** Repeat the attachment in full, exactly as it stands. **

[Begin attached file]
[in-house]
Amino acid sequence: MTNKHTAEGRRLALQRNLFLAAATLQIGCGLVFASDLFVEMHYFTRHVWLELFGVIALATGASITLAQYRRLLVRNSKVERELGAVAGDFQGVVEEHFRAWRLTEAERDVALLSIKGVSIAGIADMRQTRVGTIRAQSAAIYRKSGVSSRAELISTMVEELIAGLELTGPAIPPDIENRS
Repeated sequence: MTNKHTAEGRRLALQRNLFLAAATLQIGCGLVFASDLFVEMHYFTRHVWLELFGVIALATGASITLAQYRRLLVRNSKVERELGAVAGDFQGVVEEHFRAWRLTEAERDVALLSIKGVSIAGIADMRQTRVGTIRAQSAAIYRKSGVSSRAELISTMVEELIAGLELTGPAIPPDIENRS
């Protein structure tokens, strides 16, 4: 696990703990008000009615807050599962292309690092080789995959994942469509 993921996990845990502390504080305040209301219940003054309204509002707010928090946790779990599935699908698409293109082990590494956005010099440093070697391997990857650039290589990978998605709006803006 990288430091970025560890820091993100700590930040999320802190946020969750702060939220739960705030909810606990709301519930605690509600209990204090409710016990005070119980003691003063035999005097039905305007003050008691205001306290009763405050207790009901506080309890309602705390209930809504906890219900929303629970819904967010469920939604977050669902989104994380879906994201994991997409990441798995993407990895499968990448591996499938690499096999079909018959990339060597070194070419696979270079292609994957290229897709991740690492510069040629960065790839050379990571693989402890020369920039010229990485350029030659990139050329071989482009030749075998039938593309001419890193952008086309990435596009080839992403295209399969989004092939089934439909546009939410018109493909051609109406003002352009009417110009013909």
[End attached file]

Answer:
[in-house]
Amino acid sequence: MTNKHTAEGRRLALQRNLFLAAATLQIGCGLVFASDLFVEMHYFTRHVWLELFGVIALATGASITLAQYRRLLVRNSKVERELGAVAGDFQGVVEEHFRAWRLTEAERDVALLSIKGVSIAGIADMRQTRVGTIRAQSAAIYRKSGVSSRAELISTMVEELIAGLELTGPAIPPDIENRS
Repeated sequence: MTNKHTAEGRRLALQRNLFLAAATLQIGCGLVFASDLFVEMHYFTRHVWLELFGVIALATGASITLAQYRRLLVRNSKVERELGAVAGDFQGVVEEHFRAWRLTEAERDVALLSIKGVSIAGIADMRQTRVGTIRAQSAAIYRKSGVSSRAELISTMVEELIAGLELTGPAIPPDIENRS
């Protein structure tokens, strides 16, 4: 696990703990008000009615807050599962292309690092080789995959994942469509 993921996990845990502390504080305040209301219940003054309204509002707010928090946790779990599935699908698409293109082990590494956005010099440093070697391997990857650039290589990978998605709006803006 990288430091970025560890820091993100700590930040999320802190946020969750702060939220739960705030909810606990709301519930605690509600209990204090409710016990005070119980003691003063035999005097039905305007003050008691205001306290009763405050207790009901506080309890309602705390209930809504906890219900929303629970819904967010469920939604977050669902989104994380879906994201994991997409990441798995993407990895499968990448591996499938690499096999079909018959990339060597070194070419696979270079292609994957290229897709991740690492510069040629960065790839050379990571693989402890020369920039010229990485350029030659990139050329071989482009030749075998039938593309001419890193952008086309990435596009080839992403295209399969989004092939089934439909546009939410018109493909051609109406003002352009009417110009013909």